7 ways to boost the resilience of your facility

Authored by: Karin Holland Published on: August 03, 2015
Evacuation routeOver the last few years, there seems to be non-stop coverage of major storms, floods, droughts and record snowfalls. These weather-related events, as well as more gradual results of climate change, are wreaking havoc on facilities across the country. 

While these extreme weather events are expected to increase, the good news is that there are things you can do now to mitigate their impact on your facility and ensure business continuity. Here are seven ways you can increase your organization’s resilience to changing conditions:

  1. Prepare, prepare, prepare. Resilience planning takes time and it’s important to begin the process now. Conduct a vulnerability assessment to determine how your operations and supply chains can withstand potential harm from both short- and long-term climate change impacts. Consider your geographic vulnerabilities. For example, facilities in the Western U.S. need to be prepared to address droughts and wildfires, while those on the East Coast should be more concerned with superstorms, flooding and increased stormwater discharges. Additionally, consider the types of mitigation solutions you need based on the needs of your occupants and how your facility is being used. Make sure your planning includes safe evacuation routes or preparations for dwelling in place in the event of extreme weather.
  2. Be aware of changing regulations. Get up to date on new building and construction codes to ensure you are in compliance.
  3. Look at the whole picture. Consider implementing holistic resilience measures in different areas throughout your facility and grounds. For example, increase the footprint of vegetated areas, construct pervious pavements and install new storm drains combined with backfill preventers when upgrading your facility to better manage stormwater runoff. Also make sure to prepare for the longer-term consequences of climate change, such as the incremental rise of sea levels, as well as the severe impact of short-term events such as storms.
  4. Integrate sustainability and resilience thinking. You can increase the effectiveness of resilience measures by incorporating elements of sustainability, such as green roofs that can moderate the temperature of a building during blackouts, or by using natural wetlands to slow the movement of surface water and help prevent flooding.
  5. Promote collaboration with all stakeholders. Bring together all of the stakeholders, both internally and externally, to find out about their specific needs and get buy-in for your initiatives. On the macro level, learn how you might best collaborate at the municipal or regional level.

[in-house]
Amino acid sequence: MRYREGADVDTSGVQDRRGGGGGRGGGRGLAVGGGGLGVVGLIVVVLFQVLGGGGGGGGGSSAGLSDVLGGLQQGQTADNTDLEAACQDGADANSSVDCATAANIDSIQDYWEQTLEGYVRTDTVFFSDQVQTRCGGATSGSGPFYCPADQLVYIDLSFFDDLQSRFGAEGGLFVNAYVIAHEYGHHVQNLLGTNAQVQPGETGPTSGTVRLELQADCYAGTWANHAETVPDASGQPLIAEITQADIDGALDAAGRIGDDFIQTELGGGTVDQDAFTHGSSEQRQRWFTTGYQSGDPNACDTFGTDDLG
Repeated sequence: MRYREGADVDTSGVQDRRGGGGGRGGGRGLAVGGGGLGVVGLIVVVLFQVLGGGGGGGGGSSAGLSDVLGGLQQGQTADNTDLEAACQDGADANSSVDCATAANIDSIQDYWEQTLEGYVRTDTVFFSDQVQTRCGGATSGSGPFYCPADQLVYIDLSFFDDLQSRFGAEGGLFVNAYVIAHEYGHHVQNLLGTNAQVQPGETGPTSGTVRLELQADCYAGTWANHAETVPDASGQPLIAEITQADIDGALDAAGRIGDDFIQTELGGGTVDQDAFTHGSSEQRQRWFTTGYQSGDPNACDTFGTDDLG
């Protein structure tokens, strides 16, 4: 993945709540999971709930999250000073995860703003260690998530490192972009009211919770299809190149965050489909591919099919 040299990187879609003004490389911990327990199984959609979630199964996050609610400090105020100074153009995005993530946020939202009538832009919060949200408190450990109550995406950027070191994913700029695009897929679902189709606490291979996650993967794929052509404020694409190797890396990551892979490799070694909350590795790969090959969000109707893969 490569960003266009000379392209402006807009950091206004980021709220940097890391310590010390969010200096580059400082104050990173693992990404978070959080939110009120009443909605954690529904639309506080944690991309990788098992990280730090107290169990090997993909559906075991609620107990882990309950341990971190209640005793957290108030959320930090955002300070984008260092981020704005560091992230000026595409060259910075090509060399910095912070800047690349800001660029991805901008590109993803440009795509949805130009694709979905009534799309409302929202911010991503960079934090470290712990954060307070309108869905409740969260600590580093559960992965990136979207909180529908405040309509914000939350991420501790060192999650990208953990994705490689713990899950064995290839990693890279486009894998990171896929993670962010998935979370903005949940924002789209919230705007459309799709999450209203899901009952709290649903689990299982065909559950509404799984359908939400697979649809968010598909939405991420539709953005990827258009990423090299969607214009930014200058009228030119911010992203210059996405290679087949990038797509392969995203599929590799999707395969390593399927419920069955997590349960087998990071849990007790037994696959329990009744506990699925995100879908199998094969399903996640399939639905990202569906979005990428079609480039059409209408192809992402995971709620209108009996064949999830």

6. Raise awareness. Educate internal audiences on the importance and benefits of emergency preparedness and how implementing measures now can decrease future problems and associated costs. Share key information with these constituents, such as scenario planning and economic risk assessments.
  7. Protect your organization financially. At the same time you are making preparations to implement resilience measures, make sure you have the right insurance in place to handle potential damage from climate-related impacts.

While many organizations are focused on short-term, immediate concerns, maintaining safety, integrity of infrastructure, operational continuity, and long-term viability of supply chains should be top priorities. As forward-thinking organizations are quickly realizing, undertaking preparedness measures today will go a long way to prevent problems in the years to come.

What is your organization doing to plan for the future, and ensure resilient, sustainable operations? Share in the comments, or contact the author.

Download Karin Holland's paper,

Karin Holland

Karin Holland is a Senior Sustainability Specialist/Lean Practitioner at Haley & Aldrich. She is a Credentialed EnvisionTM Sustainability Professional, an EnvisionTM Verifier, a certified ISO14001/EMS lead auditor, a LEED-Accredited Professional and a Registered Environmental Assessor.

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